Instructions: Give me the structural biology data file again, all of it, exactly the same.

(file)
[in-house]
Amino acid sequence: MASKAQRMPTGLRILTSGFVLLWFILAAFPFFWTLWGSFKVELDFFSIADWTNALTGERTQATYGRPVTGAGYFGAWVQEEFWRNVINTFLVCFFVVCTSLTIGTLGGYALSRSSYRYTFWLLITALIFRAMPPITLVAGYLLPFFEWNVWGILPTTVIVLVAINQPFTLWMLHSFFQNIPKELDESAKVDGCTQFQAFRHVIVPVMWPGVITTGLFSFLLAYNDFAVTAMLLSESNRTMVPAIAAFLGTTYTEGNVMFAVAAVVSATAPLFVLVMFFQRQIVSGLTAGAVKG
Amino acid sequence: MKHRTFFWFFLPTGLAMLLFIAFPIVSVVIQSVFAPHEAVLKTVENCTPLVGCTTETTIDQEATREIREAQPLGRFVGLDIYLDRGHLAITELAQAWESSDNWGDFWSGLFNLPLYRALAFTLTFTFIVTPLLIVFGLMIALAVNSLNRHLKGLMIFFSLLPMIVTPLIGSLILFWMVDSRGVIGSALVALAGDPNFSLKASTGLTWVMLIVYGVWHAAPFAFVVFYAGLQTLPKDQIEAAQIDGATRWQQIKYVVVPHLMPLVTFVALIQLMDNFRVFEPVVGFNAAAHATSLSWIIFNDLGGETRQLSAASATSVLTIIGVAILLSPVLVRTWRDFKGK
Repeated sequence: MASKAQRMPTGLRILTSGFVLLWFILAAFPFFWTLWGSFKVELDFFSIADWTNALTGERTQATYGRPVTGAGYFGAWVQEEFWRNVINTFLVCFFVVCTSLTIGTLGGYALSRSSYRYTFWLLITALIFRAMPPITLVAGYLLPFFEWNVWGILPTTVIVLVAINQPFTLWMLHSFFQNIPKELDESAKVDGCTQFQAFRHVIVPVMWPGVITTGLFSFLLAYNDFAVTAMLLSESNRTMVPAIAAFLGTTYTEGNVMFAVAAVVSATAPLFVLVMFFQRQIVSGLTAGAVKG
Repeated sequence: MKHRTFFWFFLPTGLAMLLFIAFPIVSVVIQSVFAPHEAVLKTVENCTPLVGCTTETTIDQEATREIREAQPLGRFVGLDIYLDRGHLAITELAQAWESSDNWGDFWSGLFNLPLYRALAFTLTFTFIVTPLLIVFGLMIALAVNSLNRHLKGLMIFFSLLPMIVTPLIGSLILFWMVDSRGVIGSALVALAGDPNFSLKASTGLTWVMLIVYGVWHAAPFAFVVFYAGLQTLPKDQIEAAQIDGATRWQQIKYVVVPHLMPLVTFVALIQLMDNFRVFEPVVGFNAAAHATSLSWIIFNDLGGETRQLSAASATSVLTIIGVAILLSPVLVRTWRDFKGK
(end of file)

[in-house]
Amino acid sequence: MASKAQRMPTGLRILTSGFVLLWFILAAFPFFWTLWGSFKVELDFFSIADWTNALTGERTQATYGRPVTGAGYFGAWVQEEFWRNVINTFLVCFFVVCTSLTIGTLGGYALSRSSYRYTFWLLITALIFRAMPPITLVAGYLLPFFEWNVWGILPTTVIVLVAINQPFTLWMLHSFFQNIPKELDESAKVDGCTQFQAFRHVIVPVMWPGVITTGLFSFLLAYNDFAVTAMLLSESNRTMVPAIAAFLGTTYTEGNVMFAVAAVVSATAPLFVLVMFFQRQIVSGLTAGAVKG
Amino acid sequence: MKHRTFFWFFLPTGLAMLLFIAFPIVSVVIQSVFAPHEAVLKTVENCTPLVGCTTETTIDQEATREIREAQPLGRFVGLDIYLDRGHLAITELAQAWESSDNWGDFWSGLFNLPLYRALAFTLTFTFIVTPLLIVFGLMIALAVNSLNRHLKGLMIFFSLLPMIVTPLIGSLILFWMVDSRGVIGSALVALAGDPNFSLKASTGLTWVMLIVYGVWHAAPFAFVVFYAGLQTLPKDQIEAAQIDGATRWQQIKYVVVPHLMPLVTFVALIQLMDNFRVFEPVVGFNAAAHATSLSWIIFNDLGGETRQLSAASATSVLTIIGVAILLSPVLVRTWRDFKGK
Repeated sequence: MASKAQRMPTGLRILTSGFVLLWFILAAFPFFWTLWGSFKVELDFFSIADWTNALTGERTQATYGRPVTGAGYFGAWVQEEFWRNVINTFLVCFFVVCTSLTIGTLGGYALSRSSYRYTFWLLITALIFRAMPPITLVAGYLLPFFEWNVWGILPTTVIVLVAINQPFTLWMLHSFFQNIPKELDESAKVDGCTQFQAFRHVIVPVMWPGVITTGLFSFLLAYNDFAVTAMLLSESNRTMVPAIAAFLGTTYTEGNVMFAVAAVVSATAPLFVLVMFFQRQIVSGLTAGAVKG
Repeated sequence: MKHRTFFWFFLPTGLAMLLFIAFPIVSVVIQSVFAPHEAVLKTVENCTPLVGCTTETTIDQEATREIREAQPLGRFVGLDIYLDRGHLAITELAQAWESSDNWGDFWSGLFNLPLYRALAFTLTFTFIVTPLLIVFGLMIALAVNSLNRHLKGLMIFFSLLPMIVTPLIGSLILFWMVDSRGVIGSALVALAGDPNFSLKASTGLTWVMLIVYGVWHAAPFAFVVFYAGLQTLPKDQIEAAQIDGATRWQQIKYVVVPHLMPLVTFVALIQLMDNFRVFEPVVGFNAAAHATSLSWIIFNDLGGETRQLSAASATSVLTIIGVAILLSPVLVRTWRDFKGK